The Effect of Four Weeks of Vitamin C Supplementation on the Total Antioxidant Capacity and Serum Lactate of Women Active After Eccentric Exercise

AUTHORS

Fatemeh Ahmadi 1 , 2 , *

1 Master of Exercise Physiology, Payam Noor University, Hamadan, Iran

2 PhD Student, University of Mohaghegh Ardabili, Ardabil, Iran

How to Cite: Ahmadi F. The Effect of Four Weeks of Vitamin C Supplementation on the Total Antioxidant Capacity and Serum Lactate of Women Active After Eccentric Exercise, Ann Mil Health Sci Res. 2016 ; 14(4):e59399. doi: 10.5812/amh.59399.

ARTICLE INFORMATION

Annals of Military and Health Sciences Research: 14 (4); e59399
Published Online: December 31, 2016
Article Type: Research Article
Received: September 30, 2016
Revised: November 7, 2016
Accepted: December 13, 2016
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Abstract

This study aimed to determine the effects of 4 weeks of vitamin C supplementation on total antioxidant capacity and serum lactate of women active after eccentric exercise. Twenty active and healthy female volunteers (23 ± 1.4 years, the percentage of fat 21.49 ± 1.62 and the maximum oxygen consumption of 45.26 ± 2.18 mL/kg. min) were divided into 2 random groups of complementary homogenized vitamin C (1000 mg daily) and placebo (lactose 1000 mg). After 4 weeks of supplementation, all subjects participated in an aerobic exercise on a treadmill at 80% of maximal oxygen consumption (negative slope of 5 degrees) for a total of 45 minutes. Initial blood sample were taken at baseline before starting supplementation, the 2nd blood sample was taken after completing the supplementation, and the 3rd sample was taken after the sports convention. The normal data was examined using repeated analysis of variance, Bonferroni and independent t-test at meaningful level of 5% by SPSS version 23. The results showed that 4 weeks of acute consumption of vitamin C, prior to exercise, significantly increased (P < 0.05) the total antioxidant capacity of baseline. However, 45 minutes of running with a negative slope significantly decreased the total antioxidant capacity. Taking vitamin C had no effect on serum lactate of active women (P > 0.05). According to the findings of the study, it can be concluded that vitamin C supplementation can probably reduce adverse changes in oxidative stress damage indices of aerobic exercise in disabled women by increasing total antioxidant capacity of the base serum.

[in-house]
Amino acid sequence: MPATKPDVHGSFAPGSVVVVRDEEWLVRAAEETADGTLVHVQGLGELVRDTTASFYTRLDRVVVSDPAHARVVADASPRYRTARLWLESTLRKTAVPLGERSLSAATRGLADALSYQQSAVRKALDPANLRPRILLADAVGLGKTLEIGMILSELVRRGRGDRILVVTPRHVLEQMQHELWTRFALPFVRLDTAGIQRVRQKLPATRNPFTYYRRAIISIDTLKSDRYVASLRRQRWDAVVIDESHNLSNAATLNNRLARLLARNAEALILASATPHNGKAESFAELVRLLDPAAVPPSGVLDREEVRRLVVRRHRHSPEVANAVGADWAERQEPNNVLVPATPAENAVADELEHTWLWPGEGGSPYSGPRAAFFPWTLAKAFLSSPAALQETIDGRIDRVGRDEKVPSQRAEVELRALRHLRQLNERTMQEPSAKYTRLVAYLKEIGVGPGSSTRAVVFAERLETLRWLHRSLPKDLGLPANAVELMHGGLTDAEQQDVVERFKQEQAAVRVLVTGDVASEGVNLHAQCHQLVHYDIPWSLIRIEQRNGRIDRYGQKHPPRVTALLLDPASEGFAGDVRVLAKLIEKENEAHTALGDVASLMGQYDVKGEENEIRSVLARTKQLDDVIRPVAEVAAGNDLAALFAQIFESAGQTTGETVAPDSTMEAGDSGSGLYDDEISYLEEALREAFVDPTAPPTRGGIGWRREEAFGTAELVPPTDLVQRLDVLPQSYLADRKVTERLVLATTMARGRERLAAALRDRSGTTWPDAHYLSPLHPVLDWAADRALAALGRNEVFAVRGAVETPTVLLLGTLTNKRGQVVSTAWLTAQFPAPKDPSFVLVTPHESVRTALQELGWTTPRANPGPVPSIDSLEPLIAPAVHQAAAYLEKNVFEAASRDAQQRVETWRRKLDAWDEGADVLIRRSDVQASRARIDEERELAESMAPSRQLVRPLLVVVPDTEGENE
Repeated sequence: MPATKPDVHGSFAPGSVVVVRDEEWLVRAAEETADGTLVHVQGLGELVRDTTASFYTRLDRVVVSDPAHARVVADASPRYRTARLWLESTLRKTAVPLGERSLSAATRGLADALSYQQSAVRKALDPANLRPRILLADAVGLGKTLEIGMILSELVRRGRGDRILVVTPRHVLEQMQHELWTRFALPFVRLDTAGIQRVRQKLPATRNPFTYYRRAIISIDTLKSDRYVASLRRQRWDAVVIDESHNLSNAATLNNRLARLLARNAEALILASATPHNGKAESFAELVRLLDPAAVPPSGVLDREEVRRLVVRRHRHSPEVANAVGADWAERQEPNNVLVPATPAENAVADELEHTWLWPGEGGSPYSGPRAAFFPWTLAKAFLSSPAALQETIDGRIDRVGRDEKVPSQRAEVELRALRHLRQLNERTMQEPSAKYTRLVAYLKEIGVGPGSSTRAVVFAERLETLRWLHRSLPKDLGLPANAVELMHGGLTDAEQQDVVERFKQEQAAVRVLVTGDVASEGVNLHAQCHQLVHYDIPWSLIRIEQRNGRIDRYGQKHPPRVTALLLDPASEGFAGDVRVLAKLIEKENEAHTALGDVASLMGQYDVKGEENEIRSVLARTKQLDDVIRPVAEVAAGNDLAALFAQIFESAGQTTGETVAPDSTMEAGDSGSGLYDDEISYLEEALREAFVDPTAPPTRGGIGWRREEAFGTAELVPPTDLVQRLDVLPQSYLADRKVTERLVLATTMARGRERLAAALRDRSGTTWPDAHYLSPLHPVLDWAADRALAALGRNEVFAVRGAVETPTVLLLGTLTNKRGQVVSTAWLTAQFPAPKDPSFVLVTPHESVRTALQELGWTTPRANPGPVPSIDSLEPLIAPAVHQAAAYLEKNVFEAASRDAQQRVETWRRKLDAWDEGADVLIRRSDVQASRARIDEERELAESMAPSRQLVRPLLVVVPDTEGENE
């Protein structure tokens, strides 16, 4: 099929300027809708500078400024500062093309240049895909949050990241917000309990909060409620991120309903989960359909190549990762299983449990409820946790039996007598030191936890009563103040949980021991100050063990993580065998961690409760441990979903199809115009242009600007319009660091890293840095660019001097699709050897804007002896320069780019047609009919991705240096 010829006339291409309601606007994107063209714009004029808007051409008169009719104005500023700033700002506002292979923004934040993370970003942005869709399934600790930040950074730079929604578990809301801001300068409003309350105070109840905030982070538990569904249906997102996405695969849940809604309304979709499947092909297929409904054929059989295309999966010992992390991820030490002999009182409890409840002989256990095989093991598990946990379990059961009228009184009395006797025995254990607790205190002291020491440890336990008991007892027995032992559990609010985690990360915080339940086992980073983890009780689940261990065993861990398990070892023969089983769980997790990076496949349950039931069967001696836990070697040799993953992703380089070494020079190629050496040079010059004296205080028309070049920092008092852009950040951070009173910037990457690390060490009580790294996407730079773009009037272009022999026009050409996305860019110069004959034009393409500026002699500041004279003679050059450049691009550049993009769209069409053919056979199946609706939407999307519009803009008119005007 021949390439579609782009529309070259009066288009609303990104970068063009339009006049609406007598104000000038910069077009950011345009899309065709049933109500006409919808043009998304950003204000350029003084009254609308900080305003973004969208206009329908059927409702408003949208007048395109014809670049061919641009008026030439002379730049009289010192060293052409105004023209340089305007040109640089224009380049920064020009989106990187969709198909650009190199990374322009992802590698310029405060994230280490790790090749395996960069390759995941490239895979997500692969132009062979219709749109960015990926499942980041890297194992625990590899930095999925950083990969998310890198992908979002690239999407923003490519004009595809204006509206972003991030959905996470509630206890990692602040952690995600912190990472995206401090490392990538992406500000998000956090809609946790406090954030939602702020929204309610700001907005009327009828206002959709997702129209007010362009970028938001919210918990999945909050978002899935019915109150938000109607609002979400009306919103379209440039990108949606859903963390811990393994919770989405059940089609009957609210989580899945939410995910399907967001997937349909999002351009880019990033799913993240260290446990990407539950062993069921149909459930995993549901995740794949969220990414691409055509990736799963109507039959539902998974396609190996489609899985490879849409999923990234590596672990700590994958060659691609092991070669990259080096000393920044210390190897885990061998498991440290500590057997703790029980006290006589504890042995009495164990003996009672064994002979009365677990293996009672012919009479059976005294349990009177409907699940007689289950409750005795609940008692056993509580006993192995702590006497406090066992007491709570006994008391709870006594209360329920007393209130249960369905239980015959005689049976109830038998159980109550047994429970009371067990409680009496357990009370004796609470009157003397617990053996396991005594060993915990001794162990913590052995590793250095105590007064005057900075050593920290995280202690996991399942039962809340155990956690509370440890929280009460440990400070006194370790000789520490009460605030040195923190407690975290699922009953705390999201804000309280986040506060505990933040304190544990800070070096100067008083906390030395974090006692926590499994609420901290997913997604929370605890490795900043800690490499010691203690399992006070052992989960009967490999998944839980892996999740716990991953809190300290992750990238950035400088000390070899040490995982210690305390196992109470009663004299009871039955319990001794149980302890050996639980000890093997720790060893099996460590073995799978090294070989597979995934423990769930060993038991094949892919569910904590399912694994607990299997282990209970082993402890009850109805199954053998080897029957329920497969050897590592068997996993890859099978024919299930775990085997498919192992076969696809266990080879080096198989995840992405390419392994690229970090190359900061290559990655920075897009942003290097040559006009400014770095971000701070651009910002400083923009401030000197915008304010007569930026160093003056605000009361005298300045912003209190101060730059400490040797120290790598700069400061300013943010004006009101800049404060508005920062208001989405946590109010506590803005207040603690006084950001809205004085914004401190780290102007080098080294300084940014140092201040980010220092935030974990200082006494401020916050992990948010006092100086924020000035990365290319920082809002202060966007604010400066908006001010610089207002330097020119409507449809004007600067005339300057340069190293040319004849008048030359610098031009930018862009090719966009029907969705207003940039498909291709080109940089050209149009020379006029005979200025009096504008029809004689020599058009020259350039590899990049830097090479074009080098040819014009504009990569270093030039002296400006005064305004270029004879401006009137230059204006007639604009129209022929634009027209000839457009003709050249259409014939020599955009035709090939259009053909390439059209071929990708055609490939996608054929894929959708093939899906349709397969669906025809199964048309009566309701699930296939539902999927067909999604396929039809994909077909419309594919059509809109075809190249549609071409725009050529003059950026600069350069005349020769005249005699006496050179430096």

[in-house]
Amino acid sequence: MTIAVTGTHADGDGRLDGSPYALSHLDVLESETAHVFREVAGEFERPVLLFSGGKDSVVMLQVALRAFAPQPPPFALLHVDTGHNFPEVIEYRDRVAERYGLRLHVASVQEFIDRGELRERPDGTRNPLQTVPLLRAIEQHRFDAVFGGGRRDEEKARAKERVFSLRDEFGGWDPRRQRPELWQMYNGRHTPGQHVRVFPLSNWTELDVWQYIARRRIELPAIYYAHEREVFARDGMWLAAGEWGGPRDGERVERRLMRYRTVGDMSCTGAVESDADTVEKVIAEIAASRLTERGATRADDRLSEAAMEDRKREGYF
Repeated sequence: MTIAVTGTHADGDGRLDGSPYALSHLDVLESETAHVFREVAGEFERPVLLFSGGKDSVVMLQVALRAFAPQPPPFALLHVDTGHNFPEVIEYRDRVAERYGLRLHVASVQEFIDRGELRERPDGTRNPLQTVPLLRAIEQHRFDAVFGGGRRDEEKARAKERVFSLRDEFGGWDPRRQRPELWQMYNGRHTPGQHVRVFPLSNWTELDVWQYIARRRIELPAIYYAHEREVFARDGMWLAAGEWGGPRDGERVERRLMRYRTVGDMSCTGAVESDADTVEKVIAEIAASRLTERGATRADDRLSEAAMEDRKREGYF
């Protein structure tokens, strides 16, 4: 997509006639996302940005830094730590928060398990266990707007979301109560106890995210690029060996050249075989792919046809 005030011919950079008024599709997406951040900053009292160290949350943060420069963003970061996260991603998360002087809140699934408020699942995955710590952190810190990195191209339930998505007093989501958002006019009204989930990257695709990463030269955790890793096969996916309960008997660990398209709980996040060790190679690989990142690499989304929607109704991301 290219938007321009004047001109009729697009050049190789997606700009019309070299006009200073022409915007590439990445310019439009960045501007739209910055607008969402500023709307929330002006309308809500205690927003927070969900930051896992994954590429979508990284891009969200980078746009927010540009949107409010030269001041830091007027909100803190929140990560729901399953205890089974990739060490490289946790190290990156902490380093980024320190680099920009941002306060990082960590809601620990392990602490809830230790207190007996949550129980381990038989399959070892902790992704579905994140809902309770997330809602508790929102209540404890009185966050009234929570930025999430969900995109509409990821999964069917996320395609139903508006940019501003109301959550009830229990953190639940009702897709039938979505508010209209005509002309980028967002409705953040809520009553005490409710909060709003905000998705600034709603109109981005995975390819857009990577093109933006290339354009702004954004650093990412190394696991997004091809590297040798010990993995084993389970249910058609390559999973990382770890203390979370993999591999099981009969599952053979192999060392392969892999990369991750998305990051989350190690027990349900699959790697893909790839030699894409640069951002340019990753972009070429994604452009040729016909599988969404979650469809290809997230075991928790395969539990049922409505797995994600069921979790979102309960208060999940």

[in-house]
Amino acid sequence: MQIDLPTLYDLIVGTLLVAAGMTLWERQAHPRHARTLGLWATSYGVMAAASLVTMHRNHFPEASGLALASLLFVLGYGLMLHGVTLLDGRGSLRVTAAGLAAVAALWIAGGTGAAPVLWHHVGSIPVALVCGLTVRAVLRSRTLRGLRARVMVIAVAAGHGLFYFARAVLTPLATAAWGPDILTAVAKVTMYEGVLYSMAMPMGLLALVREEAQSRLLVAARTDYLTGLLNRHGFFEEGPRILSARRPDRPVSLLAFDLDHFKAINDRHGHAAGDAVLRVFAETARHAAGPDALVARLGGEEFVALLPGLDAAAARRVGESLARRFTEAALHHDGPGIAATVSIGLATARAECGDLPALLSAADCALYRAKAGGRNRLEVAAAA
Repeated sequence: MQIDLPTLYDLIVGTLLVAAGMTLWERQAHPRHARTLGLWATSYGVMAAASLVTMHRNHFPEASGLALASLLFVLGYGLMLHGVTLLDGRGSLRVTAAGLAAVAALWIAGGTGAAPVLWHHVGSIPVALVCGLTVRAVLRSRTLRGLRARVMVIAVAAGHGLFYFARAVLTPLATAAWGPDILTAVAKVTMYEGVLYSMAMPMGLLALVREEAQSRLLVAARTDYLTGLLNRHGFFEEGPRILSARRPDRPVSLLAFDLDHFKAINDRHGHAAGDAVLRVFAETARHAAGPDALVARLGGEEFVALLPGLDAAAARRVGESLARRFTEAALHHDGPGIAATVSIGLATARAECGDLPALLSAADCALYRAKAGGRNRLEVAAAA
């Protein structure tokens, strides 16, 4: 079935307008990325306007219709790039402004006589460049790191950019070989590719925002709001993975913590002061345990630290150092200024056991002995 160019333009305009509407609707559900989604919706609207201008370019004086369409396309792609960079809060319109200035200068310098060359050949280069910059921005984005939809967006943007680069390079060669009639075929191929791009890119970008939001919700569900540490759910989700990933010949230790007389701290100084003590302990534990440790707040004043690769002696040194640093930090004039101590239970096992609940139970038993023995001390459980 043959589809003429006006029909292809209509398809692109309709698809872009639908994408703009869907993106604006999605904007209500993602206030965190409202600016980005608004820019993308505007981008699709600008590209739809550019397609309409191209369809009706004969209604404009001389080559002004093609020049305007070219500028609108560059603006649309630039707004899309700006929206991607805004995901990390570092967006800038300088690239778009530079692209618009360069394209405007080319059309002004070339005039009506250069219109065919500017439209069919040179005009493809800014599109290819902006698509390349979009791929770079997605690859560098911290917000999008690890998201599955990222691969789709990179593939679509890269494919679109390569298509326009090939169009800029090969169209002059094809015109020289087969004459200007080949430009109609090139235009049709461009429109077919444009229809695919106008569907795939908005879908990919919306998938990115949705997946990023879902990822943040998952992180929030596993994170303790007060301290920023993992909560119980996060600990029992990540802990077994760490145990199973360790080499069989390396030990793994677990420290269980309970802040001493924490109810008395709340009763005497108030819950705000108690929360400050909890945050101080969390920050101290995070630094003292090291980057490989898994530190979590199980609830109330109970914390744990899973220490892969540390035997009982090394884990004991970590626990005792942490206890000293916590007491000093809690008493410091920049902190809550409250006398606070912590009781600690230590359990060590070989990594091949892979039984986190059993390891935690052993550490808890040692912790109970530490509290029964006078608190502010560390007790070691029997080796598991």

Keywords

Vitamin C Total Antioxidant Capacity Lactate Eccentric Exercise

Copyright © 2016, Annals of Military and Health Sciences Research. This is an open-access article distributed under the terms of the Creative Commons Attribution-NonCommercial 4.0 International License (http://creativecommons.org/licenses/by-nc/4.0/) which permits copy and redistribute the material just in noncommercial usages, provided the original work is properly cited.

1. Background

Today, researchers believe that regular participation in relatively strong aerobic activity can effectively enhance the health and aerobic capacity of athletes or even people with cardiovascular disease (1, 2). However, intense exercise results in oxidative stress (3). In muscles, the amount of oxygen consumption is much higher and reaches 100 to 200 times at the resting time. This leads to an increase in the electron flux (Efflux) in the mitochondria. Leakage of reactive oxygen species (ROS) from mitochondria during activity is the main source of oxidative stress (4). Other potential sources such as oxidation of purines, damage of iron-containing proteins, calcium homeostasis damage, and NADPH oxidase also increase the amount of ROS after exercise (4). On the other hand, one of the ways to deal with the adverse effects of oxidative stress caused by intense and heavy exercise is the use of antioxidant supplements and natural foods (5, 6). In this regard, we can mention the beneficial effects of vitamin C as an antioxidant food (7, 8). Vitamin C directly reacts with superoxide and hydroxyl radicals. In addition, vitamin C converts vitamin E radical to vitamin E and oxidizes itself to toxic dehydroascorbate radicals (5).